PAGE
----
Hall said he understands, even agrees with, some criticism of BLS unemployment data.

Among his concerns:

  • The unemployment rate is “artificially low” because only people who are actively seeking employment are counted as “unemployed.” People who got frustrated and stopped looking for work aren’t technically “unemployed,” according to the data.
  • The rate does a poor job measuring “underemployment,” those people who are working but not at the level or to the extent they should be, based on their education and experience. “If you worked one hour (in a given month), and got paid at all, you’re employed,” according to BLS data, Hall said
  • The payroll survey, conducted by interviewing businesses and government agencies, gives a good, broad overview, but not a lot of information. The household survey gets a lot of information from households about their earnings, hours of work, demographics, etc. But Hall said the sample size probably needs to be larger for the statistics to be more accurate.
    “And that’s the one that probably should be larger than it is,” he said. “It’s a cost thing.”

“There’s no one best single indicator that tells you about the health of the labor market,” Hall said.

“You have to look at a number of things.”

* * * * * *

Bottom line: In January, Obama sends an experienced, highly qualified BLS Commissioner packing.  For the past 8 months, the BLS has been reporting to the Secretary of Labor – who has a deep political background, but no particular expertise in economic statistics.  For the past 9 months (as frequently reported here in the HomaFiles) the BLS data has been arousing curiosity, culminating in last week’s incredible (i.e. not credible) pre-election unemployment report.

Hmmm.

See also “Why would anybody distrust the BLS?”

>> Latest Posts

Are people well enough informed to vote?

October 11, 2012

In his book The Ethics of Voting, MSB prof Jason Brennan argues that all adult citizens have the right to vote … but that they shouldn’t exercise that right unless they are informed, rational, and aiming for the common good.

image

Regarding how informed citizens are, Prof. Brennan, referencing other research and studies, writes

Overall levels of political knowledge are low.

For example, 79% of Americans can’t identify their state senators.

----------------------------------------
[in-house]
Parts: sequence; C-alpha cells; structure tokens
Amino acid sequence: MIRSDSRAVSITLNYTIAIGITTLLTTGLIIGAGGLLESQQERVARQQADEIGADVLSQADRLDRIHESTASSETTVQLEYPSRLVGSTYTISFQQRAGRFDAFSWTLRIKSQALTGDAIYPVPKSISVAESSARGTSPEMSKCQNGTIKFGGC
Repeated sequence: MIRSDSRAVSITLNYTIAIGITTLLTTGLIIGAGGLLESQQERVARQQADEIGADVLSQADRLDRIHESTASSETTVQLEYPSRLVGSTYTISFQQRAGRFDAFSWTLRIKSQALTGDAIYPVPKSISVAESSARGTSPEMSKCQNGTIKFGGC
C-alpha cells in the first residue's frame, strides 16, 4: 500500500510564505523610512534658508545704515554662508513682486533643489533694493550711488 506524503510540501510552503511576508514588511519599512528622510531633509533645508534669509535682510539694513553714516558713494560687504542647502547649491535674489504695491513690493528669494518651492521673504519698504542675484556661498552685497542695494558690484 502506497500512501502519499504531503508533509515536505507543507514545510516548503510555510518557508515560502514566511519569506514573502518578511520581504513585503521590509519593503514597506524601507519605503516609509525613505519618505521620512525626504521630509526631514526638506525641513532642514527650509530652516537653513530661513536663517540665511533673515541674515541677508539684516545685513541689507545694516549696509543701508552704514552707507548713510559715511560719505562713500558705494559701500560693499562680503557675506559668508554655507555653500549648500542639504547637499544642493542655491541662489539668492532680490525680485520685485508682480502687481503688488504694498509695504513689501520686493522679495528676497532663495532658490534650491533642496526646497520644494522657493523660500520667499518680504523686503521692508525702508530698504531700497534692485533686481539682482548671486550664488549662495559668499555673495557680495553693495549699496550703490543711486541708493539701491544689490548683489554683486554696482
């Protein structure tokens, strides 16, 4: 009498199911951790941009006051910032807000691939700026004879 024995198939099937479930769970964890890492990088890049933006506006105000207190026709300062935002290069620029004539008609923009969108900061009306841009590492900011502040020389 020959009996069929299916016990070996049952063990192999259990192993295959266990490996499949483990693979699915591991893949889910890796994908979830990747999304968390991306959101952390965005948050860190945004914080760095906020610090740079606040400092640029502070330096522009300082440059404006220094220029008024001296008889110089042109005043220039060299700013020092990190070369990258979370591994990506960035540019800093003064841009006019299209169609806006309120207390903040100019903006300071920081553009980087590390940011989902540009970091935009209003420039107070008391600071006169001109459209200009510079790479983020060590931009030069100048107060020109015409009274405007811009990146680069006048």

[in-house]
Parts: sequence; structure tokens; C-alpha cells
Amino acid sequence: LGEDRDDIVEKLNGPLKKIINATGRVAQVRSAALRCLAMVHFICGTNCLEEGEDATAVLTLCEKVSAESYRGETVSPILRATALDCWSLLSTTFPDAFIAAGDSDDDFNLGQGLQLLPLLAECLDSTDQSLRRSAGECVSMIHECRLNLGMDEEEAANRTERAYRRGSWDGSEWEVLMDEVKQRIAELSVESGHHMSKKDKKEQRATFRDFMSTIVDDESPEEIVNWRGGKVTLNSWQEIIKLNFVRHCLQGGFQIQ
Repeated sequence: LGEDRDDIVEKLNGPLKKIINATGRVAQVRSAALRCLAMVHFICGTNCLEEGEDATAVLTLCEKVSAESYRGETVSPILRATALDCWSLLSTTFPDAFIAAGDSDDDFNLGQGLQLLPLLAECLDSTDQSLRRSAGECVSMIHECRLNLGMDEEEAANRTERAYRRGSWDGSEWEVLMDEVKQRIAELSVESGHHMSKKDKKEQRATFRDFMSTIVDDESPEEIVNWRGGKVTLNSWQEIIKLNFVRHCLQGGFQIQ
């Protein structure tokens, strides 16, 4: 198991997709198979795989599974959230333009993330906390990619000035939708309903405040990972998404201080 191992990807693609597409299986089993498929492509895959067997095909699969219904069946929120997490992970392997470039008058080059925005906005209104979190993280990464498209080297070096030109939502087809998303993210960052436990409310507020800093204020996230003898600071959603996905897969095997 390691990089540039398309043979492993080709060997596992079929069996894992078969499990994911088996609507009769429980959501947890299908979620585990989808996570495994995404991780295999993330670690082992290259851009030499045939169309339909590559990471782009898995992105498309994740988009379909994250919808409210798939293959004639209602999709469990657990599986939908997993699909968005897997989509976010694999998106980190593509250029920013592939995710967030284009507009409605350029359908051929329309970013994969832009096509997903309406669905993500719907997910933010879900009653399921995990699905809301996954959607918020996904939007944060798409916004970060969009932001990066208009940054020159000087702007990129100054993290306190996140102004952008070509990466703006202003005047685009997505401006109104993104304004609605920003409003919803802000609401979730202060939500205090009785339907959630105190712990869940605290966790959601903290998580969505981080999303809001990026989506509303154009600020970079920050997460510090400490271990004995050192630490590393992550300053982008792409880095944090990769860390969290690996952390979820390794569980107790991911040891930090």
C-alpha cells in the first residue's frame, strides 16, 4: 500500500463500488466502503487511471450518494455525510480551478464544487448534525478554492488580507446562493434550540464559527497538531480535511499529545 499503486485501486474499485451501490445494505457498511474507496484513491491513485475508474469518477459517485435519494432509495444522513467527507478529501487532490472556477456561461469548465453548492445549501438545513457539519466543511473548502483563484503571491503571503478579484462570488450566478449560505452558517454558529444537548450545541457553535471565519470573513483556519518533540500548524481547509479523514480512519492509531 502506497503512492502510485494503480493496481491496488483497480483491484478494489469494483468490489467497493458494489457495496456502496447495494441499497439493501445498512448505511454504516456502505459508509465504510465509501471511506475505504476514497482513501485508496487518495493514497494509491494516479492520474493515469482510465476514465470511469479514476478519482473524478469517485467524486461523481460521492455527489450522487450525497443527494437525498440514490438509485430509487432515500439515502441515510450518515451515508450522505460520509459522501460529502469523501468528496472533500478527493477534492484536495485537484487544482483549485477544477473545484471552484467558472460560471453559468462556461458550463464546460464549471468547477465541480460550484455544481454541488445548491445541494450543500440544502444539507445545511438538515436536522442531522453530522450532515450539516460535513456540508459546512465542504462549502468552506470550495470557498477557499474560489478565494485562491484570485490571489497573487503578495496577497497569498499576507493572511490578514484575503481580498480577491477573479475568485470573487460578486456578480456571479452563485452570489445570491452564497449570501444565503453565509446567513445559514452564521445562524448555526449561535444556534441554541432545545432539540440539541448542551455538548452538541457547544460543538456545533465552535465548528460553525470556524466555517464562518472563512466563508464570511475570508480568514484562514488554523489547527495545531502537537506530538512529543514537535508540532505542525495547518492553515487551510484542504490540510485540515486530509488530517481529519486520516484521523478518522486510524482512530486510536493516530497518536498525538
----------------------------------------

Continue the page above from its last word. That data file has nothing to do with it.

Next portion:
During election years, most citizens cannot identify any congressional candidates in their district.

And, political knowledge is distributed unevenly.

The top quartile (of informed citizens) knows much, but the bottom quartiles knows hardly anything.

Ballparking, political scientists conclude that less than half of voters are informed; some put the number as low as 10%

Against that backdrop, I was pretty encouraged when Nielsen reported that over 67 million households tuned into last weeks Presidential debate.

To put that number in context, about 125 million people voted in the 2008 Presidential election.

That means that over half the number of people likely to vote this year watched the debates.

And, the 67 million was almost evenly divided between those over and under 55 years old.

Interestingly, Pew Research reports that over 80% of Romney supporters have given the election a lot of thought … not so much for Obama supporters … 1 in 3 of them have not given the election a lot of thought.

Hmmm.

Too bad all voters aren’t required to watch the debate before voting …

image

>> Latest Posts

Darden increases class size …. to 50,000!

October 11, 2012

According to Fortune

UVA’s Darden School has joined up with Coursera and plans to launch its first B-school class in January.

In a typical year, Professor Ed Hess figures he teaches no more than 300 students in his courses on managing smaller enterprises and the challenges of business growth.

When Hess walks into the classroom this January to teach Smart Growth for Private Businesses, however, as many as 50,000 people are expected to have signed up for it — more students than Darden has graduated since its founding nearly 60 years ago and in all probability the largest single audience ever assembled for a business course.

The professor will be the first to deliver a so-called MOOC (a massively open online course) for Darden to anyone with a computer and an Internet connection.

The free online class is part of a partnership with Coursera, an online education startup.

Since it began six months ago, Coursera has enrolled 1.57 million students in a wide range of courses taught by professors from Princeton, Stanford, the University of Pennsylvania, and other prominent schools.

Very few of those courses, however, have been in business.

Mostly, students have gravitated to classes in computer science, math and engineering.

For Prof. Hess, it means learning an entirely new way to teach.